III. The Nature and Origin of Humor as a Mental Process
Schuetze, in 1817, and Hazlitt, in 1819, summarized the various opinions as to the nature of humor up to their time. The former cites some fifteen different authorities and views. Schopenhauer, in 1819, made a decided contribution in that he attempted an exact description of the mental processes involved. Since then the nature of the mental process and its physiological basis have been the main points of discussion. Schuetze, Hoeffding and Sully call attention to the sense of freedom involved. Penjon, in 1893, described at some length the relation of this sense to humor.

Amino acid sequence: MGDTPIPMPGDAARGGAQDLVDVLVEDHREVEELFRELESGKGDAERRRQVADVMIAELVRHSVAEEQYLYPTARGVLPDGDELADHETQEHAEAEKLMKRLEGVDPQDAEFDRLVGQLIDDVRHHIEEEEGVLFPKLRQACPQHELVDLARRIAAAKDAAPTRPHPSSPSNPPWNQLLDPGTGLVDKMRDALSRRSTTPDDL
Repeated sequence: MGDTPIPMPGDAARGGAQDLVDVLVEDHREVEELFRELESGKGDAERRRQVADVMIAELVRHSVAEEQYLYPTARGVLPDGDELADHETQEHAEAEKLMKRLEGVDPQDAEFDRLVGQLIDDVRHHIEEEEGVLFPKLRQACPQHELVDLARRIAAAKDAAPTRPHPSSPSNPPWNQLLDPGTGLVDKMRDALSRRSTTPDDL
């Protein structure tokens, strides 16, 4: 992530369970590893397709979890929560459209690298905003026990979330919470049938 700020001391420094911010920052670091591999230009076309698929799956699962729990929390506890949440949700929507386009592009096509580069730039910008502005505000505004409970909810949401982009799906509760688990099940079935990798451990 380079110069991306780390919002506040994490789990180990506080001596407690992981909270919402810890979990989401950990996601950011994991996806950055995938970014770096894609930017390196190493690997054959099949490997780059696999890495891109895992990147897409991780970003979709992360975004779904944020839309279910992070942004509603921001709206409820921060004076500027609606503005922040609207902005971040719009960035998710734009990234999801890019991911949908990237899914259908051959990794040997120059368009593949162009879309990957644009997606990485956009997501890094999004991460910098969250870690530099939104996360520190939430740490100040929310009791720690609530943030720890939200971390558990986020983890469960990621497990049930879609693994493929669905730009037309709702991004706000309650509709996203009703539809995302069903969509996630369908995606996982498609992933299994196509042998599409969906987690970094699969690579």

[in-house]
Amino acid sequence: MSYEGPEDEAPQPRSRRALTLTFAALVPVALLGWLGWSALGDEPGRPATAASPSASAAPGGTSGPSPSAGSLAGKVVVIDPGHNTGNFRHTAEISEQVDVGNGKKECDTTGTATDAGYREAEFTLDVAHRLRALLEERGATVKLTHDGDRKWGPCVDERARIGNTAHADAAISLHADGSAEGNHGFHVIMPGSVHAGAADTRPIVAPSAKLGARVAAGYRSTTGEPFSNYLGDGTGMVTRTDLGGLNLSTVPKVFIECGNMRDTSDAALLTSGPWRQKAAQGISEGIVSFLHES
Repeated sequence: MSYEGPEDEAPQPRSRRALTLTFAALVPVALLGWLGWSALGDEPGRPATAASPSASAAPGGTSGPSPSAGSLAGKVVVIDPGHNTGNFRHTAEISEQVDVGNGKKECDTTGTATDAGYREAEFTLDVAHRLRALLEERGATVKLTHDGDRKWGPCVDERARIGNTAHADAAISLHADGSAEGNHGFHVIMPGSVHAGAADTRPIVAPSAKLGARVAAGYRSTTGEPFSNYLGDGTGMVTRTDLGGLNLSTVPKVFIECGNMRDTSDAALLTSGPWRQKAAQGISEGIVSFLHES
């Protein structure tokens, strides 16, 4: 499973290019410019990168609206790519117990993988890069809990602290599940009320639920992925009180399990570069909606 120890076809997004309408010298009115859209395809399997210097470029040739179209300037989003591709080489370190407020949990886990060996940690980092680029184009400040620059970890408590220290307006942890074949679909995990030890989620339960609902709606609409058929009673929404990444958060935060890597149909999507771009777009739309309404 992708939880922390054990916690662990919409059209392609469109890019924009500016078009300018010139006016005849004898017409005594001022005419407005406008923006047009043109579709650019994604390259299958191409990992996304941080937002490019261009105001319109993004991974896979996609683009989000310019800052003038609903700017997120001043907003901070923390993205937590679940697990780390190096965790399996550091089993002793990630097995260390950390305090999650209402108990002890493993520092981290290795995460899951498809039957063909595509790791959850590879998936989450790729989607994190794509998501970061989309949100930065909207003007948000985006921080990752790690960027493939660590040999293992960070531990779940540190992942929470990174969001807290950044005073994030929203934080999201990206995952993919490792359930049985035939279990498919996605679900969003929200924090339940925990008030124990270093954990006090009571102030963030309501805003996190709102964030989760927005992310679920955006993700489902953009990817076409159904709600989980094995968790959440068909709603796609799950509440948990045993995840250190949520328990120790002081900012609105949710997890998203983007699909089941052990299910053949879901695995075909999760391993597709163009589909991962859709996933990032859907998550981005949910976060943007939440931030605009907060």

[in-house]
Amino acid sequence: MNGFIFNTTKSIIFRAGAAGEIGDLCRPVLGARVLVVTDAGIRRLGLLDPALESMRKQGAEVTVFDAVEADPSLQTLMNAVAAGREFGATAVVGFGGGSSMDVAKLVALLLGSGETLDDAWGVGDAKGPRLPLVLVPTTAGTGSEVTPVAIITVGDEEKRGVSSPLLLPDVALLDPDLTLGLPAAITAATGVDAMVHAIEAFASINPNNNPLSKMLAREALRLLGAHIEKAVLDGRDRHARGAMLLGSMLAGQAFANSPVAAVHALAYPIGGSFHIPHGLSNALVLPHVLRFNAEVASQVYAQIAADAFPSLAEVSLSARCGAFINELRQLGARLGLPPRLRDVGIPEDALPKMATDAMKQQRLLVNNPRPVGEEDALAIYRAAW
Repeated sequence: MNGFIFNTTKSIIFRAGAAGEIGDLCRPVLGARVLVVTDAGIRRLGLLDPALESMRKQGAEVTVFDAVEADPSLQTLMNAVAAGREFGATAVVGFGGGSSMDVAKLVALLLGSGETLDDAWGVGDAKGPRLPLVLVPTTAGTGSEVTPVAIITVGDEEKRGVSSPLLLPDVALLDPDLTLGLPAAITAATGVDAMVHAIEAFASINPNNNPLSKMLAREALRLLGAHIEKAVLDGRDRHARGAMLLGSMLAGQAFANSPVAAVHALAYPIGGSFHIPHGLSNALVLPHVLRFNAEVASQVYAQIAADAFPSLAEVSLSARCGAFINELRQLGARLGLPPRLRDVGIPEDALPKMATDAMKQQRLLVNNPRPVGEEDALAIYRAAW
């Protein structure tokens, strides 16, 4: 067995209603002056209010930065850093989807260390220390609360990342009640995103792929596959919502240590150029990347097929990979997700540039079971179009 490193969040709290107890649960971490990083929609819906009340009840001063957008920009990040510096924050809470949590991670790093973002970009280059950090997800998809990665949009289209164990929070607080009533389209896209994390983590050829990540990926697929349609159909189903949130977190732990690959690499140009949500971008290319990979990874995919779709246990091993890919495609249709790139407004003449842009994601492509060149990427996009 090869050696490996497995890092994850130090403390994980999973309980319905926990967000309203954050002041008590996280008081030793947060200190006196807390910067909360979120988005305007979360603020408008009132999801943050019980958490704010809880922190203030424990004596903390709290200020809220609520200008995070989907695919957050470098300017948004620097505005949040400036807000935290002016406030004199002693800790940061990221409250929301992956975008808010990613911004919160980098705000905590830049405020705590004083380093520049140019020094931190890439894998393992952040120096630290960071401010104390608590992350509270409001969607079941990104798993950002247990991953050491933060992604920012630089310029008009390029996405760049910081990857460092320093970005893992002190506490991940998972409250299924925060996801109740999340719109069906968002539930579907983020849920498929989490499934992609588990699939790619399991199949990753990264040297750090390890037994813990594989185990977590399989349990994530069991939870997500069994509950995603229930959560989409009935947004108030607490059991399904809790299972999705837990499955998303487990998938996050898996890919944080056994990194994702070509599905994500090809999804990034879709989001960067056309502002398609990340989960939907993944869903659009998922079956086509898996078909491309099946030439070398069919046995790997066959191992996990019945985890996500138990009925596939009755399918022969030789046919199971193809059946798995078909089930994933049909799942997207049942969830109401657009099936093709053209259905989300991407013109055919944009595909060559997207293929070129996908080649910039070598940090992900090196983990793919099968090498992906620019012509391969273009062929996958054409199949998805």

I have already pointed out that the appreciation of law, of order, of harmony and of those things that are inimical to life and freedom begets a sober mental attitude, the intensity of which varies with the weightiness of the matter and the issues involved. Now if, when dealing with such matters, the thinking process continues organized and controlled and progresses towards an end, it is termed rational. But if the mental tension exceeds the capacity for controlled thinking, brought on by the sudden triumph of wrong and evil values, disruption of the thinking process at once ensues, accompanied by an unpleasant emotion ranging from mild disappointment to the tragic; if, on the contrary, the disruption is caused by the sudden triumph of good values, a pleasant emotion results. In either case organized and rational processes give way to those of an uncontrolled and emotional sort. The mental stream has had its banks torn away and its forward movement stopped, voluntary movements are replaced by hereditary. In the more intense forms a reversion to primitive conditions may occur; for we then do and say things that may shame us in our sober moments. Now the humor process occurs in just such a disrupted consciousness induced by the triumph of good and pleasurable values preceded by a mental tension similar, but not always equal, to that preceding emotions. The common and quiet forms of humor usually occur in a consciousness that has been running at its usual strength and depth, sufficiently organized to command the situation, assume a definite form and take on a certain strength of surface tension. (The term surface tension simply extends the water metaphors of psychology in a logical direction. I use it to indicate the impervious condition of consciousness formed in any attentive state, the strength of the surface tension being in direct proportion to the intensity of attention.) The function of the humor stimulus consists in cutting the surface tension, in taking the hide off of consciousness as it were, and in breaking up in part only its organization, which is at once followed by the humor feeling—the next link in the conscious chain. The principal elements in the humor process consist (1) of the perception of the stimulus, (2) the sense of freedom, (3) its recognition. These elements are each suffused by a pleasurable tone and produce by their total synthesis the